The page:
When your body experiences any kind of stress — whether it’s acute or chronic — your adrenals release cortisol. Cortisol is responsible for putting your body into a fight-or-flight state, flooding your bloodstream with glucose and enhancing the brain’s ability to use it. It also stops or slows down any non-essential bodily functions, like digestion. The cortisol is there to protect you from whatever you’re up against, shifting you into a hyper-alert state where all your energy is focused on dealing with the stressor at hand. 

However, cortisol doesn’t just regulate stress. It also plays an essential role in other bodily functions, like:

When everything is functioning properly, your body constantly monitors its cortisol levels and ensures they remain in check. But several things can throw off this delicate balance, impairing your body’s ability to maintain homeostasis and sending your cortisol levels higher than they should be. And when this happens, a cascade of negative health effects tend to follow.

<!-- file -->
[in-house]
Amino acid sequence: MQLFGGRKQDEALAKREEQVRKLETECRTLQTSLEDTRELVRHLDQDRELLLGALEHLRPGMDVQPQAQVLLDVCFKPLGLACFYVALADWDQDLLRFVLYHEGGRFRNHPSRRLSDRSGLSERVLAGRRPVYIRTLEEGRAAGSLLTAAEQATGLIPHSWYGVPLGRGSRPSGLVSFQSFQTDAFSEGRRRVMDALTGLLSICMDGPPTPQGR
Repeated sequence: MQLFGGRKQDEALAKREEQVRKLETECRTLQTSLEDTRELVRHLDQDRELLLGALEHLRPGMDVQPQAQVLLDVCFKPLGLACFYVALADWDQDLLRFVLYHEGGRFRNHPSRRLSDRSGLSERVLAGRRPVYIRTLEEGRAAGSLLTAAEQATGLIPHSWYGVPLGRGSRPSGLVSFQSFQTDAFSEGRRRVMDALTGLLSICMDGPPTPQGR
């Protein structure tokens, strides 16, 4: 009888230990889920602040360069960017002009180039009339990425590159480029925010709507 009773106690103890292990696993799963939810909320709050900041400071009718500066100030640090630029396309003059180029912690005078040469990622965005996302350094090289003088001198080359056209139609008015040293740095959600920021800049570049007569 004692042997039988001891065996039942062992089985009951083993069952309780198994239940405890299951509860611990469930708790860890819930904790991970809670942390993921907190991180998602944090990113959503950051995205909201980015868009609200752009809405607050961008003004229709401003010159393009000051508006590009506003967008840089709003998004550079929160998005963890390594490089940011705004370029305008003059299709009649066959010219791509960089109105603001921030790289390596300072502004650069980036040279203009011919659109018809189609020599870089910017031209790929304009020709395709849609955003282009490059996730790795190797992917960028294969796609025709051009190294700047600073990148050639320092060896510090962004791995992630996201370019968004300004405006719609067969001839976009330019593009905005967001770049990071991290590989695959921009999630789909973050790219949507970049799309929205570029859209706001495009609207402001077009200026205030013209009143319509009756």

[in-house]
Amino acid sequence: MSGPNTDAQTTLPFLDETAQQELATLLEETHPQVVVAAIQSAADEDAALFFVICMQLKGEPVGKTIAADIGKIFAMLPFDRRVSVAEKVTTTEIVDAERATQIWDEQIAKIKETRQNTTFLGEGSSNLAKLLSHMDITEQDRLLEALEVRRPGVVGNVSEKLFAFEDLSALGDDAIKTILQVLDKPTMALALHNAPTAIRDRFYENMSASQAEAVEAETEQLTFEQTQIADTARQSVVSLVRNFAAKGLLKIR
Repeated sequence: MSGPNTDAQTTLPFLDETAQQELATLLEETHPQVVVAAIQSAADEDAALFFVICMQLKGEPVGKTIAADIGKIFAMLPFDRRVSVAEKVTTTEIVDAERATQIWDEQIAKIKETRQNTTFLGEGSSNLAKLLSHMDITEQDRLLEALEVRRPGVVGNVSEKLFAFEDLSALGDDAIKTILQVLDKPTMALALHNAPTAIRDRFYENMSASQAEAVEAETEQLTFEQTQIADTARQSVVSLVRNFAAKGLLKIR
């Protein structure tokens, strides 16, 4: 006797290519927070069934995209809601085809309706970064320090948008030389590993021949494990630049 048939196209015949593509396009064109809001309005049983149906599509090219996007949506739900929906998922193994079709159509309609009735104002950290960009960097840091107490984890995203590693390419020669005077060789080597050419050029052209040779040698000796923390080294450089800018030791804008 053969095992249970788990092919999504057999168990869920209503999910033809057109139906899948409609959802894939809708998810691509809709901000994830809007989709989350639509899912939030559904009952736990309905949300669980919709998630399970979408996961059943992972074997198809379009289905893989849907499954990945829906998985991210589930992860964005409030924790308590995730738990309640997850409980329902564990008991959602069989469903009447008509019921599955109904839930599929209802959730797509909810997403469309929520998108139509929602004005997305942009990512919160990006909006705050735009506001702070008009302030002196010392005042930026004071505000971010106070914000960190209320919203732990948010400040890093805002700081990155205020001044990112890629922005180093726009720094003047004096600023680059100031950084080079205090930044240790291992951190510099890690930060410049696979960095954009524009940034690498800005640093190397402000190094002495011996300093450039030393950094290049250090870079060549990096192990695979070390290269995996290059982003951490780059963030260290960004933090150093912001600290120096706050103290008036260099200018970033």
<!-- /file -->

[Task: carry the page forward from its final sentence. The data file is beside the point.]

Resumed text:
Symptoms of High Cortisol Levels

Cortisol isn’t bad. You want to have a certain amount of cortisol in your bloodstream — but it shouldn’t be too high, and it should fluctuate based on the time of day. Specifically, cortisol should peak in the early morning and decline throughout the day (which makes sense: the cortisol helps wake you up, and then it drops steadily so that you’re sleepy when bedtime rolls around). But if your cortisol levels are too high, or if they’re too high at the wrong time of day, you may start to experience some unpleasant symptoms of high cortisol levels.

Some of the most common symptoms of high cortisol levels include: